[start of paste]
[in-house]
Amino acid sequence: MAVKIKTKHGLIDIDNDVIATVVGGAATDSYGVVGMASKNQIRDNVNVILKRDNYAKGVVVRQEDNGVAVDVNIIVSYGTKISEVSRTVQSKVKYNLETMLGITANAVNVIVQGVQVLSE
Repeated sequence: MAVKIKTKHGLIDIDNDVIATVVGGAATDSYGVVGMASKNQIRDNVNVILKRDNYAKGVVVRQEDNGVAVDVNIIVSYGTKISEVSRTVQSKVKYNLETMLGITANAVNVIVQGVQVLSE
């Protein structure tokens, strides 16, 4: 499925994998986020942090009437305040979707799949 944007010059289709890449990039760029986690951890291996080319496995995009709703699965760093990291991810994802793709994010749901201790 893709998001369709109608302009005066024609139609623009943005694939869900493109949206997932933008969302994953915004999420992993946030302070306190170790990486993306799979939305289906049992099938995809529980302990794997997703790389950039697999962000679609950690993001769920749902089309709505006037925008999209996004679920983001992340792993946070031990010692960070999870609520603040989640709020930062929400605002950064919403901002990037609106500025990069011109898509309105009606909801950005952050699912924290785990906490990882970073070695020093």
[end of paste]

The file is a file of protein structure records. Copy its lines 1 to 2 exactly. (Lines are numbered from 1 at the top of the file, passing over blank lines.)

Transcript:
[in-house]
Amino acid sequence: MAVKIKTKHGLIDIDNDVIATVVGGAATDSYGVVGMASKNQIRDNVNVILKRDNYAKGVVVRQEDNGVAVDVNIIVSYGTKISEVSRTVQSKVKYNLETMLGITANAVNVIVQGVQVLSE